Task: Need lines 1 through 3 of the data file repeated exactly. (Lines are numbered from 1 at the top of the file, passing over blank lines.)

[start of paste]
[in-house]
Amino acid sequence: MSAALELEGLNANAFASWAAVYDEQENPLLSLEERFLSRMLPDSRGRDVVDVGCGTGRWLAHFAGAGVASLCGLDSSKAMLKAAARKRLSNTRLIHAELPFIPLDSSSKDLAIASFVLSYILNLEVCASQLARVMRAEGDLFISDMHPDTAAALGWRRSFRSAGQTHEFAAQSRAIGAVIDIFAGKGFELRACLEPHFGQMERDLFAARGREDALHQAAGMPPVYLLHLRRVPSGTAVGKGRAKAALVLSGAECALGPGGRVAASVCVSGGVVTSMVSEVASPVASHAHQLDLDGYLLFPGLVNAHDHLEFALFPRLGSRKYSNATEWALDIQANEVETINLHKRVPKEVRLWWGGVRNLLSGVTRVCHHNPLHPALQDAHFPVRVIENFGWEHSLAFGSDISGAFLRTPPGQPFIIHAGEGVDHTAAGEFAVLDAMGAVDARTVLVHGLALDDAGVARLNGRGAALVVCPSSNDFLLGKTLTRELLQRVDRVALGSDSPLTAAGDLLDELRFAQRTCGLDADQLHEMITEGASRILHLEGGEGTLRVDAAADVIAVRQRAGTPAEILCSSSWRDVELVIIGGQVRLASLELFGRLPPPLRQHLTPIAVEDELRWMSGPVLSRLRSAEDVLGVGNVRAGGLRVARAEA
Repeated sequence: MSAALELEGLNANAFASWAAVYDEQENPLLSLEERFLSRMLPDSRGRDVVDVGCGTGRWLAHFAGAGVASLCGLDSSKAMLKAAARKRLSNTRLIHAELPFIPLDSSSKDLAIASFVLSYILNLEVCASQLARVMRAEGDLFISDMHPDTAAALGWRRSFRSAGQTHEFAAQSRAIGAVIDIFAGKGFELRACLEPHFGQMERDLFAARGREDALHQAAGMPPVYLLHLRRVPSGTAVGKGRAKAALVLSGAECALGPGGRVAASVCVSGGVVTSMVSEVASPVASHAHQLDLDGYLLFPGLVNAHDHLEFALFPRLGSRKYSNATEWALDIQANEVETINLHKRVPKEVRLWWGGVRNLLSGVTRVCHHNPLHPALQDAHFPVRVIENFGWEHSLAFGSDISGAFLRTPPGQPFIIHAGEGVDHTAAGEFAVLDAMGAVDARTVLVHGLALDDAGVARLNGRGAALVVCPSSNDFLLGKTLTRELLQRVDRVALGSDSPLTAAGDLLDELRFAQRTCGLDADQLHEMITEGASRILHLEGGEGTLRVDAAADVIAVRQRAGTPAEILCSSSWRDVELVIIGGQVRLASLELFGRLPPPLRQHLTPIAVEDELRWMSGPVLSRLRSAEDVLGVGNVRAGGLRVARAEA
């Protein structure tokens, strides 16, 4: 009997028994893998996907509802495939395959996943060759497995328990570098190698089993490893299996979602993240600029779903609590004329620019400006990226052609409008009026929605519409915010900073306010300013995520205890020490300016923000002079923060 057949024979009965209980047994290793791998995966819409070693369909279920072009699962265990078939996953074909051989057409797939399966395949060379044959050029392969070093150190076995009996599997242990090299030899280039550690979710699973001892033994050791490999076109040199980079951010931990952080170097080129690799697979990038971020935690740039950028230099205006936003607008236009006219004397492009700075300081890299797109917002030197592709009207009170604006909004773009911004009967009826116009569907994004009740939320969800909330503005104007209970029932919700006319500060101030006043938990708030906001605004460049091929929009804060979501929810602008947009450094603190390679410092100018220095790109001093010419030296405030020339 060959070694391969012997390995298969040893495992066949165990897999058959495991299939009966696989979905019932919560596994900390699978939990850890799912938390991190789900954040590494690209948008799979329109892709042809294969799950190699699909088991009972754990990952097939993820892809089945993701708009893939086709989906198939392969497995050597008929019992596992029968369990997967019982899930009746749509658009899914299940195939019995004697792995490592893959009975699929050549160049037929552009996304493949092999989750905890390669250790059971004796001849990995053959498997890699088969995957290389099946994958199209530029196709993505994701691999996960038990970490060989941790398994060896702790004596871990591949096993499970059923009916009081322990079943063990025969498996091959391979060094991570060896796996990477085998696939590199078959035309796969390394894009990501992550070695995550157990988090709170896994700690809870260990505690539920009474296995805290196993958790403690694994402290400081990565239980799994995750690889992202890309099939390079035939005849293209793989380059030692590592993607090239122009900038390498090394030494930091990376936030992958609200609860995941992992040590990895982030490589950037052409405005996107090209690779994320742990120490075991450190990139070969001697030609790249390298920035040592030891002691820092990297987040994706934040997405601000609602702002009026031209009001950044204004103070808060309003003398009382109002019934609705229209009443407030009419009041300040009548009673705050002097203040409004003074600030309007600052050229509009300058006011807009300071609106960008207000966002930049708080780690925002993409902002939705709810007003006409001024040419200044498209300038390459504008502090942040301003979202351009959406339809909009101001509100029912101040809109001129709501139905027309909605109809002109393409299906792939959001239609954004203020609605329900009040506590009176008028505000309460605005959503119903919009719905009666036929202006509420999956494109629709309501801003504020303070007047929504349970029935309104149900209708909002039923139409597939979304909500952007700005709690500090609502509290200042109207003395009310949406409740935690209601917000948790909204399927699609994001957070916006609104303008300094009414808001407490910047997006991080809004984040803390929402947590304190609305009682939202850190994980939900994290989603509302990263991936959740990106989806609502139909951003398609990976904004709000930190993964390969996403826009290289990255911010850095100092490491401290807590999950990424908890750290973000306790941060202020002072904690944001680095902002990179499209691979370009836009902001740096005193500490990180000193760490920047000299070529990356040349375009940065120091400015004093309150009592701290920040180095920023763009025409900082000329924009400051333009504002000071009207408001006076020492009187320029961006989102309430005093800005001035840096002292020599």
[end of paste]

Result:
[in-house]
Amino acid sequence: MSAALELEGLNANAFASWAAVYDEQENPLLSLEERFLSRMLPDSRGRDVVDVGCGTGRWLAHFAGAGVASLCGLDSSKAMLKAAARKRLSNTRLIHAELPFIPLDSSSKDLAIASFVLSYILNLEVCASQLARVMRAEGDLFISDMHPDTAAALGWRRSFRSAGQTHEFAAQSRAIGAVIDIFAGKGFELRACLEPHFGQMERDLFAARGREDALHQAAGMPPVYLLHLRRVPSGTAVGKGRAKAALVLSGAECALGPGGRVAASVCVSGGVVTSMVSEVASPVASHAHQLDLDGYLLFPGLVNAHDHLEFALFPRLGSRKYSNATEWALDIQANEVETINLHKRVPKEVRLWWGGVRNLLSGVTRVCHHNPLHPALQDAHFPVRVIENFGWEHSLAFGSDISGAFLRTPPGQPFIIHAGEGVDHTAAGEFAVLDAMGAVDARTVLVHGLALDDAGVARLNGRGAALVVCPSSNDFLLGKTLTRELLQRVDRVALGSDSPLTAAGDLLDELRFAQRTCGLDADQLHEMITEGASRILHLEGGEGTLRVDAAADVIAVRQRAGTPAEILCSSSWRDVELVIIGGQVRLASLELFGRLPPPLRQHLTPIAVEDELRWMSGPVLSRLRSAEDVLGVGNVRAGGLRVARAEA
Repeated sequence: MSAALELEGLNANAFASWAAVYDEQENPLLSLEERFLSRMLPDSRGRDVVDVGCGTGRWLAHFAGAGVASLCGLDSSKAMLKAAARKRLSNTRLIHAELPFIPLDSSSKDLAIASFVLSYILNLEVCASQLARVMRAEGDLFISDMHPDTAAALGWRRSFRSAGQTHEFAAQSRAIGAVIDIFAGKGFELRACLEPHFGQMERDLFAARGREDALHQAAGMPPVYLLHLRRVPSGTAVGKGRAKAALVLSGAECALGPGGRVAASVCVSGGVVTSMVSEVASPVASHAHQLDLDGYLLFPGLVNAHDHLEFALFPRLGSRKYSNATEWALDIQANEVETINLHKRVPKEVRLWWGGVRNLLSGVTRVCHHNPLHPALQDAHFPVRVIENFGWEHSLAFGSDISGAFLRTPPGQPFIIHAGEGVDHTAAGEFAVLDAMGAVDARTVLVHGLALDDAGVARLNGRGAALVVCPSSNDFLLGKTLTRELLQRVDRVALGSDSPLTAAGDLLDELRFAQRTCGLDADQLHEMITEGASRILHLEGGEGTLRVDAAADVIAVRQRAGTPAEILCSSSWRDVELVIIGGQVRLASLELFGRLPPPLRQHLTPIAVEDELRWMSGPVLSRLRSAEDVLGVGNVRAGGLRVARAEA